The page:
We wonder if this works better with advertising – would advertisers want to target their advertising to particularly influential users, and does this program allow the TimesofIndia.com to identify more influential users on their network? Gajwani doesn’t think that advertisers really care if users are loyal or not, and that right now the focus is more on encouraging engagement. “You’ve got very different user sets who are active, and how do you get more active people to be even more active, and also get less active users to increase activity? There’s inherent value in more engaged users.”
On rewards, Gajwani says that for most people, badges are sufficient, but with time, they will look at more tangible rewards, giving them access to an event, tickets, even just thank you mails. They could get some of the users to be content creators. “The only difference between the data we get now and what we used to get three months ago, is that we used to look at averages of data for engagement over a time period. This now helps us to understand that we have different types of users, and different engagement metrics.” It’s worth noting that the points aren’t permanent, and for lack of activity, users can lose points. This helps make the consumption of content more addictive.
At present, TimesRewards is integrated with Times of India online and Times Blogs, but “One of the fundamental reasons to integrate Economic Times.com, Gaana, Box TV and others, is that there are economies of scale in a loyalty system, and more the touch points, the more compelling it becomes. There’s an economies of scale which is very hard for others to emulate.” At present, the Times Internet group of properties lack a single sign on, and Gajwani says that they will be careful about how they roll out TimesRewards and MyTimes across group properties, because this is just the beginning, and the whole model is being tweaked.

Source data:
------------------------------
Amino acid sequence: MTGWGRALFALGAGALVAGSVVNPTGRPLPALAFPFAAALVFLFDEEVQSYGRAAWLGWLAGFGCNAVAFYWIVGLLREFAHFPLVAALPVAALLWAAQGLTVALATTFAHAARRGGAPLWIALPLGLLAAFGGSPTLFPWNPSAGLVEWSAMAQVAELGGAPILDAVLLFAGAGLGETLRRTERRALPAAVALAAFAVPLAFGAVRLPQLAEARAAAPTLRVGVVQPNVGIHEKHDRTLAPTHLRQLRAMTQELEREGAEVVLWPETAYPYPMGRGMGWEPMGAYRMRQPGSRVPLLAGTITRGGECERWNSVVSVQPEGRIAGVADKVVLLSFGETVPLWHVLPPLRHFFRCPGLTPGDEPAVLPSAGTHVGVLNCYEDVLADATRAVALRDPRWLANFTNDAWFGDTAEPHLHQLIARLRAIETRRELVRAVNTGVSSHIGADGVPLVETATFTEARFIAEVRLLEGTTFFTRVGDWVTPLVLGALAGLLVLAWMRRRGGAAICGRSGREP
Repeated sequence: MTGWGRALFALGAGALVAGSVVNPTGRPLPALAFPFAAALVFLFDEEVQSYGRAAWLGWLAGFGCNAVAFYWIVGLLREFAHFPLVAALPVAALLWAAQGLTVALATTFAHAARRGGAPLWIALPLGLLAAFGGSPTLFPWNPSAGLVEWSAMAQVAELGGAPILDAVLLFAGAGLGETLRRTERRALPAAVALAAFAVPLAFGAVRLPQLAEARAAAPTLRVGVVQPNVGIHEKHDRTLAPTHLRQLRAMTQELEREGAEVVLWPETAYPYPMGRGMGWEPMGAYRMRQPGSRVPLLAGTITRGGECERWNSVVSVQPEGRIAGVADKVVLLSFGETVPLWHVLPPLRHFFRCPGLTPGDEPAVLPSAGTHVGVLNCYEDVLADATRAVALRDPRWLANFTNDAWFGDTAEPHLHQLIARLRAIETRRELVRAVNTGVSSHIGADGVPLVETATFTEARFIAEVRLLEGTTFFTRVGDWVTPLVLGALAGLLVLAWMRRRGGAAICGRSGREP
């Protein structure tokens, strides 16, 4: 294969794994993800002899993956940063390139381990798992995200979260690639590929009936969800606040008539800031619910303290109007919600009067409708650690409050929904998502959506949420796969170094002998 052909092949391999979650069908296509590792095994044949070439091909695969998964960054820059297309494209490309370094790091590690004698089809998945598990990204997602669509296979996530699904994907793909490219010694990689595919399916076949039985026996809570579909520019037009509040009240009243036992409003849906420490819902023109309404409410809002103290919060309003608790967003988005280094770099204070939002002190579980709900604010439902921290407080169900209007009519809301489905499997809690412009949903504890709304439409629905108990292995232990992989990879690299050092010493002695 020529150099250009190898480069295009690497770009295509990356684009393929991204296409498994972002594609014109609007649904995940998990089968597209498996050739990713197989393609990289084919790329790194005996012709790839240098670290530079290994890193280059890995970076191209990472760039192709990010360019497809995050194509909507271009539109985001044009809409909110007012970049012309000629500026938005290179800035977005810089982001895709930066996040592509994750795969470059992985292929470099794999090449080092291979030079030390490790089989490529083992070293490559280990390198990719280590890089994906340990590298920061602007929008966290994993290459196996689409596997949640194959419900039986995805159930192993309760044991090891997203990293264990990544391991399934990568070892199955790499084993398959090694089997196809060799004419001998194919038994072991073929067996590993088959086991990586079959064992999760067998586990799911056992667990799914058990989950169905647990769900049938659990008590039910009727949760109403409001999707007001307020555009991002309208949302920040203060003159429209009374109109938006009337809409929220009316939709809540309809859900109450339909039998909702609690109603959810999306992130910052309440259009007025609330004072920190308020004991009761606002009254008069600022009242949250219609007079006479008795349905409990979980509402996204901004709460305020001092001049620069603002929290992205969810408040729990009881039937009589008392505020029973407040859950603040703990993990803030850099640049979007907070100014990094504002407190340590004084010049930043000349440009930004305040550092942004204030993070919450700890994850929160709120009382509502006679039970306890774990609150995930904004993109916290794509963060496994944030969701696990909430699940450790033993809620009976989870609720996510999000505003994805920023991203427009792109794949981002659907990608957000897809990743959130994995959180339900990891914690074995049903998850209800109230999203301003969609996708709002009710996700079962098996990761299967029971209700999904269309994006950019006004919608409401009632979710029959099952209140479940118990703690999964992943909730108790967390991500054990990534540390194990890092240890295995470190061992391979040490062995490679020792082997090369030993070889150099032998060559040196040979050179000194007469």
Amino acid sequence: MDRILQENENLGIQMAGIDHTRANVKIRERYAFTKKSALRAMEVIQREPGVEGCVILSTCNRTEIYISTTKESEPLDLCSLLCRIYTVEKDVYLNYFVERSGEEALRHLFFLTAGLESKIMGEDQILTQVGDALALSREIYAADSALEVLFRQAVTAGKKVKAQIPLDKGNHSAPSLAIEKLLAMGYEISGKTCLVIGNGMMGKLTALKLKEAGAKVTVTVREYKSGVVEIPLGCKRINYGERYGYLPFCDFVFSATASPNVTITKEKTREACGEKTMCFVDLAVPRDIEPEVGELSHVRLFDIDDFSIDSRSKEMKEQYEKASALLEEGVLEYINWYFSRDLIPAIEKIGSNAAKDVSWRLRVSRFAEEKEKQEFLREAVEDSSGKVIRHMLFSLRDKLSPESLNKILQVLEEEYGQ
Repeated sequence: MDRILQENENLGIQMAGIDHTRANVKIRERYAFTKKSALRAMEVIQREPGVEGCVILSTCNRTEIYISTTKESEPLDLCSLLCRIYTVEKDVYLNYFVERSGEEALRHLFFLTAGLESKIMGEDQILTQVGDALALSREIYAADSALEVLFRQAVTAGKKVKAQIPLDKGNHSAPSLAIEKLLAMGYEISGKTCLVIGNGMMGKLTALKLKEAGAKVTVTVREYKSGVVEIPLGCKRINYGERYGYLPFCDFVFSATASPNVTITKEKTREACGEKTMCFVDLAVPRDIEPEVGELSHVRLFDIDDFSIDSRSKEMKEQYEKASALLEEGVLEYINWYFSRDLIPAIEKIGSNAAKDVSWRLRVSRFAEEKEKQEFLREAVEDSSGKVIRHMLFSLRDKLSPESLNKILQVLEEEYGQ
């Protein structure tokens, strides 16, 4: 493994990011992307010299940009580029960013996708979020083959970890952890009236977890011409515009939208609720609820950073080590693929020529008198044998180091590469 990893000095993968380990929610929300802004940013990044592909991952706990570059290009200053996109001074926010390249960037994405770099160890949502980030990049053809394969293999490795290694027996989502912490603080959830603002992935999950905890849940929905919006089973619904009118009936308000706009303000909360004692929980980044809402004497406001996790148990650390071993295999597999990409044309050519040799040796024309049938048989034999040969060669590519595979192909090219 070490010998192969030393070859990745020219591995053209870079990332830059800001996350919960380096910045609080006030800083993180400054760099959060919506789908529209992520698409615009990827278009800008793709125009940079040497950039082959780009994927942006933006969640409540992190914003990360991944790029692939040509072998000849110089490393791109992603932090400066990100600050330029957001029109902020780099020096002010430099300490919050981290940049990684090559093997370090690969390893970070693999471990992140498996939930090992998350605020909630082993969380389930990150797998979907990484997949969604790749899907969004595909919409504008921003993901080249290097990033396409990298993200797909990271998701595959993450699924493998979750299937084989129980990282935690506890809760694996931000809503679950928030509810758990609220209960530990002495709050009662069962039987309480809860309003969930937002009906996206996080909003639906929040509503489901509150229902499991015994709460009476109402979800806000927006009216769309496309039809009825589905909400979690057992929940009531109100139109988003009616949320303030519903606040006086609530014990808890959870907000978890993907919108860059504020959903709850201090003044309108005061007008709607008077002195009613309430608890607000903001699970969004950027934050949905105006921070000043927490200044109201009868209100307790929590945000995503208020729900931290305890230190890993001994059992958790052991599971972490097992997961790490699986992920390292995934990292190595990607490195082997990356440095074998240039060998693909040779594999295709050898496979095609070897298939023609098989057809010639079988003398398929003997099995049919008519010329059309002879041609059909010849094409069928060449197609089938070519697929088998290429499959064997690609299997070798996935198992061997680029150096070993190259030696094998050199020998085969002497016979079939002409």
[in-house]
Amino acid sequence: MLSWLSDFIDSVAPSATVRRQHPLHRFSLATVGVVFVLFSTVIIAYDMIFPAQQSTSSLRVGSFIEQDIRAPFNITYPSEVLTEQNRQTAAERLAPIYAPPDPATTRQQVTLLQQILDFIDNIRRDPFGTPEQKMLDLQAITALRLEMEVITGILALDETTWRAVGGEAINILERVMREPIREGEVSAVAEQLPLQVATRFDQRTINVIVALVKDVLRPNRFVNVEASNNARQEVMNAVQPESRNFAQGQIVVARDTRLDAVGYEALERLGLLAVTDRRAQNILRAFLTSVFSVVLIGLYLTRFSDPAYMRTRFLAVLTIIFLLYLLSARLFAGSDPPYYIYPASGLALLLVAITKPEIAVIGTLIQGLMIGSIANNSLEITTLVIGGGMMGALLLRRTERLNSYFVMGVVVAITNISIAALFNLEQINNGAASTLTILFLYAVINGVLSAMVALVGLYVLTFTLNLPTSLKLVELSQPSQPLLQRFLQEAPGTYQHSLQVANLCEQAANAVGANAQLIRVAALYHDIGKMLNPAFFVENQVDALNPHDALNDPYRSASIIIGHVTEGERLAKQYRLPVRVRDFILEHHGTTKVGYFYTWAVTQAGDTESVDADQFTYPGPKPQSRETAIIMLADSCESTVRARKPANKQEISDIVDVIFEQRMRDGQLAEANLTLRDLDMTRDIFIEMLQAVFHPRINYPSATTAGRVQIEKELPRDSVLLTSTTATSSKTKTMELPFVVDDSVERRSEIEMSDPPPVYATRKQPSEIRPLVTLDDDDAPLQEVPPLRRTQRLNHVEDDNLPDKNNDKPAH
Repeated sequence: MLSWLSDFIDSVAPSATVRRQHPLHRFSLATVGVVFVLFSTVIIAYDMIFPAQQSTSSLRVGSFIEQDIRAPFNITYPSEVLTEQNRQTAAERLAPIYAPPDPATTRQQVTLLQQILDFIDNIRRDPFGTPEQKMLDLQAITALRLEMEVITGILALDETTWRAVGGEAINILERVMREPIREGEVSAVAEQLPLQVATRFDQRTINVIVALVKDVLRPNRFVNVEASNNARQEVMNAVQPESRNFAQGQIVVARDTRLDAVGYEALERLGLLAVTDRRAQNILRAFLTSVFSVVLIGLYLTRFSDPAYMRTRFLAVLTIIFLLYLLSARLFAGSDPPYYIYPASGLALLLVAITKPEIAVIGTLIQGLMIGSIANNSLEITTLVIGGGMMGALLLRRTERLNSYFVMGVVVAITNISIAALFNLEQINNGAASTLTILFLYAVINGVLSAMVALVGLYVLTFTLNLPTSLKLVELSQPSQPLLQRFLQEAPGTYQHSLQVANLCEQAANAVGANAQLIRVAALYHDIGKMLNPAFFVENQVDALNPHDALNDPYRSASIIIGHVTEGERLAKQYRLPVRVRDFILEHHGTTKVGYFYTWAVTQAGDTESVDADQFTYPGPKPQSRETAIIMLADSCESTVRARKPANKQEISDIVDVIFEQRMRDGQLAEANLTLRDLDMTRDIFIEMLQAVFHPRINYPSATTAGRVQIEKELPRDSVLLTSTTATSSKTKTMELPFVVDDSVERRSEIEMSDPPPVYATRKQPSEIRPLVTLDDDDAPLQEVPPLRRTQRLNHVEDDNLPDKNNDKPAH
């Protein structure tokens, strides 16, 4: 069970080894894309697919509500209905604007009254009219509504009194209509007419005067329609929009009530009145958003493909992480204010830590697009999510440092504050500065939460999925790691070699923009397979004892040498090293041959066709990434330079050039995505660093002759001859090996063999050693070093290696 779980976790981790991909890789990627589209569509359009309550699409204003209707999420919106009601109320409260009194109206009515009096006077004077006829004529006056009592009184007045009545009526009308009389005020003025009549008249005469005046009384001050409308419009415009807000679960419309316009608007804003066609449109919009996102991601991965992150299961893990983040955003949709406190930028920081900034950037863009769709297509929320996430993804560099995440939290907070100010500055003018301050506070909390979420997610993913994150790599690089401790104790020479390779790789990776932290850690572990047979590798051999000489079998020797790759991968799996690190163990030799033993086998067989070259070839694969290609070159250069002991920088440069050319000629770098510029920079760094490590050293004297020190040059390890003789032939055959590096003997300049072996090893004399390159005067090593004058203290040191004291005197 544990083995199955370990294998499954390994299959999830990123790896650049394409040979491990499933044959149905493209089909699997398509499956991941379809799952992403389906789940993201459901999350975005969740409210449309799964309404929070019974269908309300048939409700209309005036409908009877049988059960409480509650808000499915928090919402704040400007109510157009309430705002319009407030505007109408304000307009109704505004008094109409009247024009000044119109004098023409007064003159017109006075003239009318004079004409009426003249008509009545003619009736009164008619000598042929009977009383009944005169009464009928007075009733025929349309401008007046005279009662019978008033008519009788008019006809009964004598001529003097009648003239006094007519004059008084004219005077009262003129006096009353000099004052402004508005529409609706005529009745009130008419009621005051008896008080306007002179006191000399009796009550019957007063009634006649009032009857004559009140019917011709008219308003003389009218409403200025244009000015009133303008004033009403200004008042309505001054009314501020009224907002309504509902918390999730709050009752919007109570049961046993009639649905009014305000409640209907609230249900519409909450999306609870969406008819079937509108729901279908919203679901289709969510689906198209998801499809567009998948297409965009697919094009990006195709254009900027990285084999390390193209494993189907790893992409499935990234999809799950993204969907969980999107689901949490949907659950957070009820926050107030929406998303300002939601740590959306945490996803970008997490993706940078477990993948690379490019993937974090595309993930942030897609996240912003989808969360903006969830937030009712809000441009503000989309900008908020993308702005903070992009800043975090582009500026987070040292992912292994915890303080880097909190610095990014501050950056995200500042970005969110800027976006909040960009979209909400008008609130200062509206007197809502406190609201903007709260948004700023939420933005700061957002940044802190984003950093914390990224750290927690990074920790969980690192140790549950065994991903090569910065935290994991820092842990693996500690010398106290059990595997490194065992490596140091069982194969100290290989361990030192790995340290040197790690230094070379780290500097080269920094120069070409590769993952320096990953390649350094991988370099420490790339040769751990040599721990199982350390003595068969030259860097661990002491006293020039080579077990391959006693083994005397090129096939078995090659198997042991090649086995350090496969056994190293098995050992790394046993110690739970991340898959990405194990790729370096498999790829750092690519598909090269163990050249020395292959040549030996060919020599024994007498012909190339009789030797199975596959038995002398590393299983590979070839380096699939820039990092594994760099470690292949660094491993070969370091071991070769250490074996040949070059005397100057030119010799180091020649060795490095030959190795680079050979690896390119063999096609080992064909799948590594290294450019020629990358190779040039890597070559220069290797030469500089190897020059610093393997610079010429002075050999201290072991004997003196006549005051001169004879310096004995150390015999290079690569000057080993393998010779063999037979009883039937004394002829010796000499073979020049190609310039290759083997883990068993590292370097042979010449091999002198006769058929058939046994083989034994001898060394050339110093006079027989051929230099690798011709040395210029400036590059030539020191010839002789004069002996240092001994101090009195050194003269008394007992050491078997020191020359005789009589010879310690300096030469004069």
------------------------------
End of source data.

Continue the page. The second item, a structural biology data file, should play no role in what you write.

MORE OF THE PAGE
It’ll be particularly interesting to see where Times Rewards goes from here.
– Branded badges: there are possibilities of contests and brand related badges that the winners can sport for a period of time. For example, a Pepsi badge for someone who wins a contest related to Cricket. It allows the brand to increase visibility, and gives the user bragging rights.
– Offline Integration: Perhaps each key story in the Times Of India newspapers could come with its own code, which when messaged to 58888 could lead to the story being shared with the user’s linked social network. This could help the publication identify users who buy or read the print publication, and at the same time, allows for the sharing of content. At present, it’s not very easy to locate online, an article you’ve seen in print.
– Gaana and BoxTV integration with concerts and TV shows: special offers to engaged readers to attend concerts or visit the sets of certain shows, as part of a promotional campaign.
– Highlighted comments: for some of the more evolved commenters, for example, for those with the WordSmith badge.
Note: This conversation took place before Gajwani was announced as the CEO of Indiatimes
Disclosure: Indiatimes is an advertiser with MediaNama